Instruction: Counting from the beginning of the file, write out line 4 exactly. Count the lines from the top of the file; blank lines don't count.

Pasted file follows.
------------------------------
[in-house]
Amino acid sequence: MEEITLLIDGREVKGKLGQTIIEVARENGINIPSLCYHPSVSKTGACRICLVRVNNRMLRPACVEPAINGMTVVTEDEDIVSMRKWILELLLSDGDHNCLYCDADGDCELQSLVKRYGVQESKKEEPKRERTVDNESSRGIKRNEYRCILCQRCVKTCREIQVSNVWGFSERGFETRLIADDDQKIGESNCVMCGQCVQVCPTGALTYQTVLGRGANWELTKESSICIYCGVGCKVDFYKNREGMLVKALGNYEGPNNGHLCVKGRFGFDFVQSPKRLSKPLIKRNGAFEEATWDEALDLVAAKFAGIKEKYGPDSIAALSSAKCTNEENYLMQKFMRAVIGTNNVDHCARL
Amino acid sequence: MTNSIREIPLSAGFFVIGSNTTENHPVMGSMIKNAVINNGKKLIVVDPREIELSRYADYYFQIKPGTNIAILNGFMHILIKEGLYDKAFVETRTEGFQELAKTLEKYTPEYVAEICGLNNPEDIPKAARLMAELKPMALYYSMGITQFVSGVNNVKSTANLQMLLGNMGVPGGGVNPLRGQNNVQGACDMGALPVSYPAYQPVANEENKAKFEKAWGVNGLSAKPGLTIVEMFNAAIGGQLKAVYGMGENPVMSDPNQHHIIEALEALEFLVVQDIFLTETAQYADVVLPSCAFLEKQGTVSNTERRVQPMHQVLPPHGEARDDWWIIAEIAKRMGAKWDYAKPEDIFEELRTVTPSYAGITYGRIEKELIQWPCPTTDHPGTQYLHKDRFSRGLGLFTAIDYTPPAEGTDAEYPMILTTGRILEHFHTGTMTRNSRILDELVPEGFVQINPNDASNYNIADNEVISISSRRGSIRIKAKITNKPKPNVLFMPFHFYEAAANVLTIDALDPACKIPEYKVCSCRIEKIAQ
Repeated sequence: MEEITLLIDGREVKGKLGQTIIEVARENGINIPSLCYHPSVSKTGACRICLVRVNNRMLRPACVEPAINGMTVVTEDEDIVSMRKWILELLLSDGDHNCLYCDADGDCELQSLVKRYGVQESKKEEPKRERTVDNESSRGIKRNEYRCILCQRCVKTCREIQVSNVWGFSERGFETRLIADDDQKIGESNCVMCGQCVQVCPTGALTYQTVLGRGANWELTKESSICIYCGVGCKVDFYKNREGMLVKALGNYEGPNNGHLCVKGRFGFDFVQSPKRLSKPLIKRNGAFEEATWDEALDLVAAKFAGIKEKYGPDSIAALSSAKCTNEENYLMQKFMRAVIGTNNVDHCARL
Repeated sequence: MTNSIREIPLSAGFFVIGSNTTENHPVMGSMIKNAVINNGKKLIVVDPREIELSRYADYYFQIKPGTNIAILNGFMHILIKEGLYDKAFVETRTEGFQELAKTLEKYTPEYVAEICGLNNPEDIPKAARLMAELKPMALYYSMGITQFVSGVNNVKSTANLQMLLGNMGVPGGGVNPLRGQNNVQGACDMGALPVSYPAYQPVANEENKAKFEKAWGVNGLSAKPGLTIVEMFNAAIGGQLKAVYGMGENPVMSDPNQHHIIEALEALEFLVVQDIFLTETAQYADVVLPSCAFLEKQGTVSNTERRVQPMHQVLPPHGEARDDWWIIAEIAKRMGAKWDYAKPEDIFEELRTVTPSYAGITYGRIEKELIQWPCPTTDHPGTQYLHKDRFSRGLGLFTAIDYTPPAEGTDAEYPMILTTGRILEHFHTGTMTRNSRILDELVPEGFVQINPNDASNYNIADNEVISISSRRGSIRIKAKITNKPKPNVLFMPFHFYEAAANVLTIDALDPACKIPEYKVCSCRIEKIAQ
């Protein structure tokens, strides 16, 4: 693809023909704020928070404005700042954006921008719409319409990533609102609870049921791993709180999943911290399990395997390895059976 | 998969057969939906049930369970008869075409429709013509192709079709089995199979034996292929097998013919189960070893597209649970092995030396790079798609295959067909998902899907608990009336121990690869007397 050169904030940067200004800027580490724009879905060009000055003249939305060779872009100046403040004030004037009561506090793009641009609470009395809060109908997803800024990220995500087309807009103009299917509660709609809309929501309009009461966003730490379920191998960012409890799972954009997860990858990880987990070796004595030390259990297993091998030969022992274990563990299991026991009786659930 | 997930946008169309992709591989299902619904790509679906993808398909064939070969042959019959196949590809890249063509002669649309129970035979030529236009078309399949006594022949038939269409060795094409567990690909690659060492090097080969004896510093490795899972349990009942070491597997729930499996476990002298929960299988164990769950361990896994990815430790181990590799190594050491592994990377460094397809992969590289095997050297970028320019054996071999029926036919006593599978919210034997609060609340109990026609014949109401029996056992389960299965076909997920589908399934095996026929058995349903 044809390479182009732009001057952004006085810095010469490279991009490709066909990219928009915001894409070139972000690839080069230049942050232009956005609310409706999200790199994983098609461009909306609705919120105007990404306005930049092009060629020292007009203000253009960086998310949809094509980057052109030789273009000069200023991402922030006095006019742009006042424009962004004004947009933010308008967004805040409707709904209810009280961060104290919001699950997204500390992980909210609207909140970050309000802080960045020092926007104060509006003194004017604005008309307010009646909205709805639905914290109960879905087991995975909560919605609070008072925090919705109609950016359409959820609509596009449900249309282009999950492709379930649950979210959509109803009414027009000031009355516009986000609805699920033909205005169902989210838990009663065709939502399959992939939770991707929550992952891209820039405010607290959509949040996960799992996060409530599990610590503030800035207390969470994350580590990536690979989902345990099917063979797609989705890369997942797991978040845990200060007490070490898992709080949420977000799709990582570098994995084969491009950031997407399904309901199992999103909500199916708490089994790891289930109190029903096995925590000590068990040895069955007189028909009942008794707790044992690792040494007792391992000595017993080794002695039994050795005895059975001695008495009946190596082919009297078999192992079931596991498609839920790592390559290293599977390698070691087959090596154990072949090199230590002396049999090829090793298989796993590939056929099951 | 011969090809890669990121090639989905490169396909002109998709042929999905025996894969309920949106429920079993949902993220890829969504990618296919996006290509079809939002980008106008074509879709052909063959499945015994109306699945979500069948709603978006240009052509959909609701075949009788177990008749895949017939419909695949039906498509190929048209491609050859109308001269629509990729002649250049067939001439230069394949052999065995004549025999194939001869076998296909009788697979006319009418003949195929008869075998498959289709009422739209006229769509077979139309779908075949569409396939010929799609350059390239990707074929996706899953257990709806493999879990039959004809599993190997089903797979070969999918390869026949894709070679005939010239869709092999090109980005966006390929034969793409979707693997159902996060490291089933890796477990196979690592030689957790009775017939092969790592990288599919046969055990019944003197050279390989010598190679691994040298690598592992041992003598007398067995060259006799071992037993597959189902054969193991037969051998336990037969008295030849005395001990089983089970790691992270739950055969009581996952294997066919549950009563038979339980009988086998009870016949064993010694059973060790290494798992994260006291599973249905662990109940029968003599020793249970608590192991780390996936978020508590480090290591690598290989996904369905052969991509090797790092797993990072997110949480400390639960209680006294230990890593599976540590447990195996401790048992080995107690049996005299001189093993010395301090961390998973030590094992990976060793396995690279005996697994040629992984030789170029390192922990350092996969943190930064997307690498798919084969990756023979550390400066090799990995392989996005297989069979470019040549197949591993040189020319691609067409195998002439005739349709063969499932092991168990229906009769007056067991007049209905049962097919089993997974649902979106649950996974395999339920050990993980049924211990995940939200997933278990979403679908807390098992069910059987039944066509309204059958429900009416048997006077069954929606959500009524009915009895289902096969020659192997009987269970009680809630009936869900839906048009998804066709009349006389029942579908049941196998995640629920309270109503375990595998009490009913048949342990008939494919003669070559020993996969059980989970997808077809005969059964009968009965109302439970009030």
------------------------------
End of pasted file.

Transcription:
Repeated sequence: MEEITLLIDGREVKGKLGQTIIEVARENGINIPSLCYHPSVSKTGACRICLVRVNNRMLRPACVEPAINGMTVVTEDEDIVSMRKWILELLLSDGDHNCLYCDADGDCELQSLVKRYGVQESKKEEPKRERTVDNESSRGIKRNEYRCILCQRCVKTCREIQVSNVWGFSERGFETRLIADDDQKIGESNCVMCGQCVQVCPTGALTYQTVLGRGANWELTKESSICIYCGVGCKVDFYKNREGMLVKALGNYEGPNNGHLCVKGRFGFDFVQSPKRLSKPLIKRNGAFEEATWDEALDLVAAKFAGIKEKYGPDSIAALSSAKCTNEENYLMQKFMRAVIGTNNVDHCARL